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  1. #1
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    Alfine hub on Bianchi bad on hills. Help!

    I bought my wife a Bianchi Milano for Christmas. It is beautiful, and rides really comfortably, and she is really happy. Unfortunately, we started going for longer (20 miles) rides together and found a fatal flaw for us. It really has no gear for climbing more than a really moderate slope. I live in Marin (SF Bay Area) and there are hills everywhere.

    I don't want to get rid of the bike, and I am considering either replacing the rear wheel with a cluster that has a climbing gear and hanging a traditional rear derailler, or replacing the crank with a double and installing a front derailler.

    Both of these may be terrible ideas, and I count on you very smart people to let me know.

    It currently has a Nexus Alfine 8 sp rear hub and a 44T front sprocket.

  2. #2
    Senior Member BikeManDan's Avatar
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    You could gear the whole system lower by replacing the front chainring with a lower tooth. Does she use the top end on the current setup very much?
    My Alfine setup is a 38x19, pretty low geared (I also have knee issues though)

  3. #3
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    How often does she use the seventh and eighth gear on the Alfine? If not often, I would suggest knocking the front chainring/sprocket back to a 38 or 39 for a start. It's a much cheaper option. The next best option would be a the double crankset, but again you would need to choose your gears carefully, and probably look at a 32/44 combination (ie, an MTB crankset but without the smallest chainring screwed on).
    Dream. Dare. Do.

  4. #4
    Senior Member wahoonc's Avatar
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    Can you change out the rear cog? I am not at all familiar with the 8spd hub, but I do know that going from a 17t to a 22t on a Sturmey Archer is a quick fix for excessively high gearing.

    Aaron
    Webshots is bailing out, if you find any of my posts with corrupt picture files and want to see them corrected please let me know. :(

    ISO: A late 1980's Giant Iguana MTB frameset (or complete bike) 23" Red with yellow graphics.

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  5. #5
    Spoked to Death phidauex's Avatar
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    The stock setup on a Milano is a 20T rear cog, and a 44T chainring. With the 26" wheels, this gives the following "gear inches".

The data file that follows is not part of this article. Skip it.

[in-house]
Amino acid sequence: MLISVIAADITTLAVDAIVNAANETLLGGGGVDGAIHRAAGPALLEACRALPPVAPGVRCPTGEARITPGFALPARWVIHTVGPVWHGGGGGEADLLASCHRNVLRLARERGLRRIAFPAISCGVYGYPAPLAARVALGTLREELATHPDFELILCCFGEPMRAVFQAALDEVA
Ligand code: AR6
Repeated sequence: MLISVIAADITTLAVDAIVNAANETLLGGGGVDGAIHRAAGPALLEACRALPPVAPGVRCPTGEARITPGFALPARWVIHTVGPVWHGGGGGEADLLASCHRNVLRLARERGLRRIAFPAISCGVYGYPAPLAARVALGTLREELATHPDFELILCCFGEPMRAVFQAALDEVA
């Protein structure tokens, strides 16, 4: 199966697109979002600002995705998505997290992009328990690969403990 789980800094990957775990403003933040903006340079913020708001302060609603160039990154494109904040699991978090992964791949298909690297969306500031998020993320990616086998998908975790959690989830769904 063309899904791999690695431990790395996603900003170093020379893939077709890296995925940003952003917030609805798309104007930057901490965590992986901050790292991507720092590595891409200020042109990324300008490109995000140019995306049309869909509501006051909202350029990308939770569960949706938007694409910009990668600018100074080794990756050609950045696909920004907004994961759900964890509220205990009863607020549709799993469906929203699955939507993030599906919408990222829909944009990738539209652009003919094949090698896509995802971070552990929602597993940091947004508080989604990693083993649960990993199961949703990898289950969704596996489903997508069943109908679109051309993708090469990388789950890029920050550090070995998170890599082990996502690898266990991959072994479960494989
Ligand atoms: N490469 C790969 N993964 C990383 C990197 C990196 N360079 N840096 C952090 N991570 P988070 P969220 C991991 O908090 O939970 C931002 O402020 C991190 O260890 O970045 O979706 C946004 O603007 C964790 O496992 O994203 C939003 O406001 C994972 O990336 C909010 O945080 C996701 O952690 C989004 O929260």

8th Gear: 88.4
    5th Gear: 54.7 (direct drive)
    1st Gear: 28.8

    That is, generally speaking, fairly low gearing. But that top gear is pretty high, I doubt I'd ever be pushing 88 gear inches on an upright bike around town. Check with her, does she use 7th and 8th gear much?

    If not, you should try upsizing the rear cog, or downsizing the front chainring. You may not be able to go down much on the chainring, probably down to a 38T on that crank. That would get you to these gears:

    8th Gear: 76.3
    5th Gear: 47.3 (direct drive)
    1st Gear: 24.9

    That is quite a bit lower, you give up the 8th gear, and add a new lowest gear, basically.

    To take it down even further, you can go up to a 22T rear cog.

    On your stock 44T (this is a fairly small drop) - it is the same as giving up half of your 8th gear, and adding a new slightly lower 1st.

    8th Gear: 80.3
    5th Gear: 49.7 (direct drive)
    1st Gear: 26.2

    In combination with a 38T chainring - This is the same as giving up 7th and 8th gear, and adding a new 1st and 2nd.

    8th Gear: 69.4
    5th Gear: 43.0 (direct drive)
    1st Gear: 22.6

    For more numerical fun, try: http://sheldonbrown.com/gears/internal.html RIP

    -Sam

    P.S. There are a lot of ways to calculate "gear ratio". I like the Gear Inches method, just because I'm comfortable with it (I ride a highwheeler, sometimes), and can very quickly make comparisons. It takes into account gear ratio, wheel size, and tire size. Gain Ratio is more accurate because it adds crank length into the equation, and Gear Ratio is less accurate, because it doesn't take into account wheel or tire size.

  6. #6
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    Another way of extending the gear ratios to a hub gear without adding chain tensioning issues is to replace your crankset and bottom bracket with a Schlumf drive. It is a planetary gear system that can add a down-gear (mountain-drive) or up-gear (speed-drive) to your ratios. I have seen and tried them in action on Brompton folding bikes and they work quite well. The gear shifter is a button you kick with your heel.

  7. #7
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    The Schlumf drive is VERY cool. Unfortunately, it costs as much as the bike did! But I am glad to be introduced to it.

    I am going to try a smaller front chainring first, then move up to the more complicated choices. As always, the advice is very much appreciated.

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